Businesses are expecting an economic recovery in 2022, despite downcast predictions in a 2021 survey, according to the conclusions of a pan-european Economic study on the business climate in Europe for 2022. It said 33% of Cypriot businesses are more optimistic for 2022.
According to a press release issued by the Cyprus Chamber of Commerce and Industry, more than 52 thousand companies from 26 European countries took part in the survey performed by European chambers.
The findings for Cyprus, according to the CCCI, although indicating an improvement from last year, are less optimistic than other countries.
The survey showed that 33% of the Cypriot businesses are more optimistic for 2022 while 48% believe that their optimism remains at the same levels, with the result being very close to the European average.
It said that the main repercussions of the pandemic on Cypriot businesses were the problems that arose in the tourism sector following the travelling restrictions as well as the problems from the measures and the changing habits of consumers, the disruptions in the supply chain and households facing difficulties in meeting their loan obligations.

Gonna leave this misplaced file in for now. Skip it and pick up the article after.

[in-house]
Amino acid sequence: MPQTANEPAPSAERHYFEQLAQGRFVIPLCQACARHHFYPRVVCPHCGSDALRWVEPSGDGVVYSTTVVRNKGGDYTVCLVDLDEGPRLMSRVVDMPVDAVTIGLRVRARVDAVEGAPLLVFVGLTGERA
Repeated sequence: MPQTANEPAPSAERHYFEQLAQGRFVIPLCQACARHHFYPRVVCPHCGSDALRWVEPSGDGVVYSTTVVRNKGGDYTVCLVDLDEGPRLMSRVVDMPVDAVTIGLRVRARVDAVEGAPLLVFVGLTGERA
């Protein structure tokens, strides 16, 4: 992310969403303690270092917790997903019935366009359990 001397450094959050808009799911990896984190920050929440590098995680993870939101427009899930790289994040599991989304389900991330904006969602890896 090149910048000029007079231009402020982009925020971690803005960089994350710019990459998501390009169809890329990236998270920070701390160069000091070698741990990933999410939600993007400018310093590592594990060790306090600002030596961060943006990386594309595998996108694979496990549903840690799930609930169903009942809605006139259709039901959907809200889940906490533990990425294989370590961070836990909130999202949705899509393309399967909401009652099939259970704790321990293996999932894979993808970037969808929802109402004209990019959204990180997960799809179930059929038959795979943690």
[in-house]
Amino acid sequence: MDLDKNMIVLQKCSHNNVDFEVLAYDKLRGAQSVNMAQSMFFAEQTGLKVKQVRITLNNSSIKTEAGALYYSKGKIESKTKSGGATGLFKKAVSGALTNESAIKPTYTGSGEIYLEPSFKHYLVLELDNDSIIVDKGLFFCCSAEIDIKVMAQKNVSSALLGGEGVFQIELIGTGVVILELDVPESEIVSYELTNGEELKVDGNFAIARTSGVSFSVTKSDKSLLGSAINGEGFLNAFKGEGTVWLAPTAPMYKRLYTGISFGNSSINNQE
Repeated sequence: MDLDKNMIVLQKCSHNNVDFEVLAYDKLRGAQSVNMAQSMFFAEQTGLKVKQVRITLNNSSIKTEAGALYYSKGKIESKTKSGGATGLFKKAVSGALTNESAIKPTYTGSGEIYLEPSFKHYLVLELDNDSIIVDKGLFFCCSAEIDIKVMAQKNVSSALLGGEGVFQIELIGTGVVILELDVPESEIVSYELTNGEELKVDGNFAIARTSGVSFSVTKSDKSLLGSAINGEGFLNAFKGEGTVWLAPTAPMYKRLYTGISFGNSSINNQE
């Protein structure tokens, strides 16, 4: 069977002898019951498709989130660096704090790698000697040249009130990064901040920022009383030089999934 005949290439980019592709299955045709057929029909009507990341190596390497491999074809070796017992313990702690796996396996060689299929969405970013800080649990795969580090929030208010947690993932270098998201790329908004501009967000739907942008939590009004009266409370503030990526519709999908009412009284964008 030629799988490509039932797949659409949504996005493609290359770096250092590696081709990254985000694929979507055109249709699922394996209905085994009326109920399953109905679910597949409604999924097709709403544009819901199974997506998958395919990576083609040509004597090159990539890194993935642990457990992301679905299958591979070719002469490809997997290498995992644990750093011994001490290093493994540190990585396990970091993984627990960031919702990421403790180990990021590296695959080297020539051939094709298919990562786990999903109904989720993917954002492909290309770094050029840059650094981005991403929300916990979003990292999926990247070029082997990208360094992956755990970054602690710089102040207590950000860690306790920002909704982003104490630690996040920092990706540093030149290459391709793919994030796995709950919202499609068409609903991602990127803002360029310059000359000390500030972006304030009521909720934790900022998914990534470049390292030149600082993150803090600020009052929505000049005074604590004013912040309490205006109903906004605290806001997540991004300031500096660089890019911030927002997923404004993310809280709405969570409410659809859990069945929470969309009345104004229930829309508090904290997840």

In addition, the main challenges which Cypriot businesses are expected to face in 2022 are labour costs, lack of skilled workforce, access to loans, the continued rise in the price of energy and raw materials, digital transformation and their environmental requirements.
The survey also showed that 24% of Cypriot businesses believe they will have increased domestic sales in 2022 while 46% believe that their sales will remain at the same levels.
A further 45% believe that they will be fewer exports for 2022 while 31% believe exports will remain at the same levels.
The CCCI said that although predictions have improved since last year’s they are still below the European average.
Twenty-seven percent of Cypriot businesses believe they will need more staff in 2022, 56% believe that they will not have a problem while 29% believe that they will make increased investments next year. A further 48% believe investments will remain at the same level.